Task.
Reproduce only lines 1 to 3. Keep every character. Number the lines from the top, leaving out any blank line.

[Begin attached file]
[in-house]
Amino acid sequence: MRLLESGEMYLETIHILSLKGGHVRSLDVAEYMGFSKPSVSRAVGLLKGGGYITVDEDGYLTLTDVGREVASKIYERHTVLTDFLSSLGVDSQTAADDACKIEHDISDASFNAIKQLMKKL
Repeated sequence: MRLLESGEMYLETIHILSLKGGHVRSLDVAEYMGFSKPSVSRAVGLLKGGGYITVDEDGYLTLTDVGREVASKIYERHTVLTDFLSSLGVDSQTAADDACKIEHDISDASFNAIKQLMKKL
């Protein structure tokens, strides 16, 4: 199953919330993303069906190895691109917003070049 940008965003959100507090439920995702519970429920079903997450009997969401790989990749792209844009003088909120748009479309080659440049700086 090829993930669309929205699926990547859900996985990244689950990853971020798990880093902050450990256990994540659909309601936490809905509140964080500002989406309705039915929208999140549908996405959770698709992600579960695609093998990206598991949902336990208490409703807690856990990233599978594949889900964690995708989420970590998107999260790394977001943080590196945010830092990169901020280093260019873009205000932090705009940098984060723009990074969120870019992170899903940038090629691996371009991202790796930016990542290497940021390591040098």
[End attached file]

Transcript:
[in-house]
Amino acid sequence: MRLLESGEMYLETIHILSLKGGHVRSLDVAEYMGFSKPSVSRAVGLLKGGGYITVDEDGYLTLTDVGREVASKIYERHTVLTDFLSSLGVDSQTAADDACKIEHDISDASFNAIKQLMKKL
Repeated sequence: MRLLESGEMYLETIHILSLKGGHVRSLDVAEYMGFSKPSVSRAVGLLKGGGYITVDEDGYLTLTDVGREVASKIYERHTVLTDFLSSLGVDSQTAADDACKIEHDISDASFNAIKQLMKKL